I spotted my first dandelion. He was poking up between bricks in our herb garden. I happened to see the little fella right after thinking about disruptive thoughts that pop up while I’m meditating. There seemed to be a connection.
I took a class recently called “Quieting the Beast”. The class was all about recognizing when intrusive thoughts are distracting you from being in a productive or spirit-minded space. We learned to observe ourselves and intervene as needed. Sitting quietly has a way of making you painfully aware of all of the inner chatter going on.
Our instructor, a nature educator named Tom Brown, referred to chaotic thoughts as “the Beast.” At the end of every nature meditation I capture my observations in a notebook. I always make a list of “beast sightings.” Those are the moments when I recognize my mind has wandered off. One of my most common beasts, is thinking about to write. Slipping into figuring out my next post is way too easy.The problem is that once I start composing, I might as well be inside at my desk. I’m completely distracted by the beast.
Writing up observations about myself, is helping me recognize patterns of distraction. Which in turn helps me recognize more quickly in the moment that my mind is wandering. I can course correct quickly. As a result, I’m spending more time meditating and less distracted.
Some of the invasive thoughts are like dandelions. Dandelions are not bad plants. In fact, dandelions are awesome. They are nutrition and versatile. You can toss the leaves in salad. You can batter the flowers and fry them up like fritter or ground the root into something akin to a coffee substitute. You can even make dandelion wine. I haven’t tried it yet, but I’ve heard it is quite pleasant.
Most of the time dandelions are only considered a weed because they happen to be in the wrong place at the wrong time, or we don’t understand their value. Dandelions are butting in where they ought not, like the little fella pushing up between the bricks of my herb garden. In a different garden, a dandelion would be a crop rather than a weed.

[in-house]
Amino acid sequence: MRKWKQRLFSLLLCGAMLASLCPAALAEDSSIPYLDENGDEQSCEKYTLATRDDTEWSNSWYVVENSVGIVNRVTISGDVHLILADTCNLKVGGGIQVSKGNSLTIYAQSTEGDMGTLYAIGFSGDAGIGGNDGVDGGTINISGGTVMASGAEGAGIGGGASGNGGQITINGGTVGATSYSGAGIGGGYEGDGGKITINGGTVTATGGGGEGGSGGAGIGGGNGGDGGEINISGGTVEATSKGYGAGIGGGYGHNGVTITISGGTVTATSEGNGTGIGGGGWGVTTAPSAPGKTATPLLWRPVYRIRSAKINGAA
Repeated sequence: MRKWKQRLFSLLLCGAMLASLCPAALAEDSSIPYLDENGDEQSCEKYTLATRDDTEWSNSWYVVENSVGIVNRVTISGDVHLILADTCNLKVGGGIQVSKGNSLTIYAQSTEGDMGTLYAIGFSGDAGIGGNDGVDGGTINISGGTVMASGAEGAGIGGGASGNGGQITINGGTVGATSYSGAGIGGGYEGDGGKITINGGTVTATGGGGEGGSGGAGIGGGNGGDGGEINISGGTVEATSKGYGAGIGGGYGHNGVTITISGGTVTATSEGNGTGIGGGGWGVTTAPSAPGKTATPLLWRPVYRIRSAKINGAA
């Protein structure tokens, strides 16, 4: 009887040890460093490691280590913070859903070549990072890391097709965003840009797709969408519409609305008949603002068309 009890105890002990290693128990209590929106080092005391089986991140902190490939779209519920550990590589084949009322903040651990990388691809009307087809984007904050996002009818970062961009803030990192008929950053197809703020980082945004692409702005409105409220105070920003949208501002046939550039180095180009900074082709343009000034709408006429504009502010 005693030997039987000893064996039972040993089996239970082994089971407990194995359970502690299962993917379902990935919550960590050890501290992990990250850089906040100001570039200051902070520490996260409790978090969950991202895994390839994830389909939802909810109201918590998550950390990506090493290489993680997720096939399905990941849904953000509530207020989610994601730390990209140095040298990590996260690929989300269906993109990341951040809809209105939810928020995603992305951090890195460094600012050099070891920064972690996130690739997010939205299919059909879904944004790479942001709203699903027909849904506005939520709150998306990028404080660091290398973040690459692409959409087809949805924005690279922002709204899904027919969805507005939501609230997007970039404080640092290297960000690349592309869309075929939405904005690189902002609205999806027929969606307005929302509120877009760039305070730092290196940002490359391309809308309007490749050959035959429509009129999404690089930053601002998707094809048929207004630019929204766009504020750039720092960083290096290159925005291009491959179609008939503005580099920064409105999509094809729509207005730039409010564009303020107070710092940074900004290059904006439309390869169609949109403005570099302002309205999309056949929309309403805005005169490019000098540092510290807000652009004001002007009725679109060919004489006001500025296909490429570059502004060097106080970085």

Many of my disruptive thoughts are like the little dandelion. Thinking about blog post ideas is a good thing, but not during the middle of my sit spot time. Right thought. Wrong place. Wrong time.
The great thing about thoughts is you can uproot or transplant them instantly. Now when I have an intrusive idea, I just tell myself, “I will deal with you later. Go away, not now.”
Some thoughts are more than a nuisance popping in uninvited. Some thoughts are poisonous. They are more like water hemlock, one of the most poisons plants in North American. You don’t want to just push poisonous to the side. They need to be eliminated and they must be handled with care.
What recurring thoughts do you have that are frequently disruptive? When could you give them the attention thy need and deserve? What thoughts are actually poisonous? How can you carefully eliminate those?
A Collect for Weeds:
Heavenly Father, whose timing is always right, give us self-awareness to recognize disruptive thoughts and the self-discipline to attend to them at the proper time, so that we may benefit rather than suffer from them, in the name of our Lord and Savior, Jesus Christ we pray. Amen.